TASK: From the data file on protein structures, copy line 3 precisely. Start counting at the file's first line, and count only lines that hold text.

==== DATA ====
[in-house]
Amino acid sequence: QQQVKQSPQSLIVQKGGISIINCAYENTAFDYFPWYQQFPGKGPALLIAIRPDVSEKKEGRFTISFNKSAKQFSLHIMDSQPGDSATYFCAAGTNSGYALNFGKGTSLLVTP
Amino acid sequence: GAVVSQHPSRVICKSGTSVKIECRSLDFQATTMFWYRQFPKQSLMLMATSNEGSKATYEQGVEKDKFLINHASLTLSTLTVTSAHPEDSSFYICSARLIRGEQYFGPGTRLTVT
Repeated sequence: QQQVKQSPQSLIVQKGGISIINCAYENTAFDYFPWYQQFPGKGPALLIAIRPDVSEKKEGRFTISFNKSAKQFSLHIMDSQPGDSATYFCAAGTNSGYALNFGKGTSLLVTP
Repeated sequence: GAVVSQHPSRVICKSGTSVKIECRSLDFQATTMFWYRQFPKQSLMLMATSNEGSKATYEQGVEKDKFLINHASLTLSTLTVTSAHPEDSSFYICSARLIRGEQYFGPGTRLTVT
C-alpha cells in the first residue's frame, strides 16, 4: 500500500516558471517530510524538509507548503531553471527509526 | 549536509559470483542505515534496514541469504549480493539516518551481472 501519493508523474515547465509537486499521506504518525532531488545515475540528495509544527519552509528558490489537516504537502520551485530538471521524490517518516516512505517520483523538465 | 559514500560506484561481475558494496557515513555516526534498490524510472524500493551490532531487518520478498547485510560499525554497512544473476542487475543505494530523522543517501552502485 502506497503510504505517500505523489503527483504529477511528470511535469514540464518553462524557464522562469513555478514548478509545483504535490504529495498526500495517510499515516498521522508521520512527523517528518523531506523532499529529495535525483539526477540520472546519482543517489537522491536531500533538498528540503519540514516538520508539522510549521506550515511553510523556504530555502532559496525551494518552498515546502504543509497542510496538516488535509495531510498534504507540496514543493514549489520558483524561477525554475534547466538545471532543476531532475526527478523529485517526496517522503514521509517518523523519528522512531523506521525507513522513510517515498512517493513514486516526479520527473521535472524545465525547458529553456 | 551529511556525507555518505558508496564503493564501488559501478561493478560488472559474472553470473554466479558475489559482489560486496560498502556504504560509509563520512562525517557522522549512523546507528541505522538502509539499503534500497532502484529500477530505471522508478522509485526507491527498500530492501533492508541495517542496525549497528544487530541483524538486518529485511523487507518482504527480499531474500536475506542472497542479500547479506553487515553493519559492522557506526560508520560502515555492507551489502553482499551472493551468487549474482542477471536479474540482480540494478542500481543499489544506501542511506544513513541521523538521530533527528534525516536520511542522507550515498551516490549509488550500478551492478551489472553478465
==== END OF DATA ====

Amino acid sequence: GAVVSQHPSRVICKSGTSVKIECRSLDFQATTMFWYRQFPKQSLMLMATSNEGSKATYEQGVEKDKFLINHASLTLSTLTVTSAHPEDSSFYICSARLIRGEQYFGPGTRLTVT